Huge waves can form unexpectedly even on a tranquil sea. They appear seemingly out of nowhere and disappear just as fast. It is a fearsome phenomenon that has puzzled seamen since ancient times. Predicting these seemingly random rogue waves has so far been impossible, which has caused distress particularly for shipping.
Artificial intelligence researchers funded by the Academy of Finland have now taken a significant step towards the analysis and predictability of this phenomenon by studying optical rogue waves. The experiments were made with an optical fibre system, as rapid laser pulses operate like ocean rogue waves in specific conditions.
“Remarkably, the algorithm was shown to be capable of predicting the peak intensity of a rogue wave associated with any particular spectral measurement, even though the experiments never actually measured the rogue wave intensity directly,” says Professor Goëry Genty from Tampere University of Technology. Genty led the part of the study that was funded by Academy of Finland.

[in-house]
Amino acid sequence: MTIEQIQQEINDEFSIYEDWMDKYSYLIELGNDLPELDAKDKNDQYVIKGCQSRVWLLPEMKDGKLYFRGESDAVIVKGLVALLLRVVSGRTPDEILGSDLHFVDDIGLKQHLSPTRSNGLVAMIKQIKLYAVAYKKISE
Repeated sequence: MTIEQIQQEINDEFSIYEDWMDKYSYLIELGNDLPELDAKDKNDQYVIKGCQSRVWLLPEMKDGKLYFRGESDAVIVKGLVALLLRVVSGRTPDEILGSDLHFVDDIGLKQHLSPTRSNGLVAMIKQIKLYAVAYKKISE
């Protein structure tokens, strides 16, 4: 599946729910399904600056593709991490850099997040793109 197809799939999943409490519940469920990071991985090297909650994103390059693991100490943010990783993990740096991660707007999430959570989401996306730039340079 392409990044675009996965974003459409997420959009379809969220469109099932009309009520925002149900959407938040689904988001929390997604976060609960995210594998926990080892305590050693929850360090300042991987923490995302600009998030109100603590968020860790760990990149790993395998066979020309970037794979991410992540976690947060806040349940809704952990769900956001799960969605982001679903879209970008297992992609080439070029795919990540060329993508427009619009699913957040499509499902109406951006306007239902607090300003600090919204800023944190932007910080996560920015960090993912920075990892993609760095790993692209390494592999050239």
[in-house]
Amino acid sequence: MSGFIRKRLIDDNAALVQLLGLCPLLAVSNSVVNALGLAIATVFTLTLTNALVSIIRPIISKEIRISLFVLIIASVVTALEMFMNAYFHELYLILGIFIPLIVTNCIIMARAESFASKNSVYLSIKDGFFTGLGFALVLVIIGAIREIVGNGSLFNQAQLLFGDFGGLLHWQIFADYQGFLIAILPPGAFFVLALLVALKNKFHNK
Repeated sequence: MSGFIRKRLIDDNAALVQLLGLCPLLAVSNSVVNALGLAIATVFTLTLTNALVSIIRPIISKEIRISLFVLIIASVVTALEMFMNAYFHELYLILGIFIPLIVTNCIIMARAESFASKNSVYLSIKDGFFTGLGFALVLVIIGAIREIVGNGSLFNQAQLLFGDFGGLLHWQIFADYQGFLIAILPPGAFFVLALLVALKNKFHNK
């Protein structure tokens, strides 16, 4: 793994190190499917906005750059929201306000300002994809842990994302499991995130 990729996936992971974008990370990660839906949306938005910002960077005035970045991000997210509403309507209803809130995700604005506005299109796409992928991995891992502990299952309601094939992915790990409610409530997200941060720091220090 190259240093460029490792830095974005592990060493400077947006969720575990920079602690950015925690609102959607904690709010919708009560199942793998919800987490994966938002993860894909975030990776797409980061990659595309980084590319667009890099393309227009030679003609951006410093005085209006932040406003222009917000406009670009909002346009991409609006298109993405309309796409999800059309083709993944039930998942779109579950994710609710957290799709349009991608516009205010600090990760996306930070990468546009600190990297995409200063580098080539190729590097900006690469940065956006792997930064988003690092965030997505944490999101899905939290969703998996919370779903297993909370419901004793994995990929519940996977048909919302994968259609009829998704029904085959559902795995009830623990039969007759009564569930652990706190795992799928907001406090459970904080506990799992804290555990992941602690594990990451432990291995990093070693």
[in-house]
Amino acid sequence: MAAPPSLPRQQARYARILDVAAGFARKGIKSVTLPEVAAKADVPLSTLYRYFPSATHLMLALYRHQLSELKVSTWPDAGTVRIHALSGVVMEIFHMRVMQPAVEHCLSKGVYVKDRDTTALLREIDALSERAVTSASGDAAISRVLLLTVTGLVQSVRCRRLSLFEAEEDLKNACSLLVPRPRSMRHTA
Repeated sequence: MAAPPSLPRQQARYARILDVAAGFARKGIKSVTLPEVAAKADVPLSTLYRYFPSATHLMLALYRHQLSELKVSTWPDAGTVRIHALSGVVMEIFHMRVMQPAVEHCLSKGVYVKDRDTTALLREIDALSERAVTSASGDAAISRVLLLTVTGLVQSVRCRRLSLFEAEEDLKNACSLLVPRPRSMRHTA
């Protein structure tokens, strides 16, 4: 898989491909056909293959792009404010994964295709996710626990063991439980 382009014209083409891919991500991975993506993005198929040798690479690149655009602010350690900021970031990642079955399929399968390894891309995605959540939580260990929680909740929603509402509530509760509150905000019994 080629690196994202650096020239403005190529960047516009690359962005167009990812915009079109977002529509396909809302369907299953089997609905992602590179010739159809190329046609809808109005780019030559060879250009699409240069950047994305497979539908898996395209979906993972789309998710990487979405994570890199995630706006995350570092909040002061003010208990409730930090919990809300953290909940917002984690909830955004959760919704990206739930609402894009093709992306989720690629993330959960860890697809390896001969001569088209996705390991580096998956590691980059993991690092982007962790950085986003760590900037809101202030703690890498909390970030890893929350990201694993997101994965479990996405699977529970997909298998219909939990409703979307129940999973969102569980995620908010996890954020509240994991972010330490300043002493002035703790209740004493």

A neural network was trained to accurately pick out features that could predict the emergence of a rogue wave, even though these features were essentially invisible to the researchers.
The study was conducted by researchers from Tampere University of Technology (TUT), Finland, and Institut FEMTO-ST, Université Bourgogne-Franche Comté, France. The research at TUT was funded by the Academy of Finland.
Together, the research teams developed a technique to predict rogue waves. By using machine learning and a trained neural network, the researchers found a way to predict the intensity of rogue waves of light. The discovery enables researchers to measure the probability distribution that identifies the emergence of rogue waves.
“As well as suggesting that similar techniques can be used to analyse real-time measurements on oceanographic wave data, the results open up new perspectives in all fields of research where direct time-domain observations are difficult but where spectral data are available,” says Professor John M. Dudley from Université Bourgogne-Franche Comté.
The Academy Programme for Novel Applications of Artificial Intelligence in Physical Sciences and Engineering Research (AIPSE) aims to deepen and broaden AI research expertise. AIPSE projects have been granted a total of 7 million euros in funding. The programme runs until 2021.
- Tampere University of Technology: Artificial intelligence predicts rogue waves of light
- For more details see the full publication in Nature Communications
- Professor Goëry Genty, tel. +358 50 3463069, goery.genty@tut.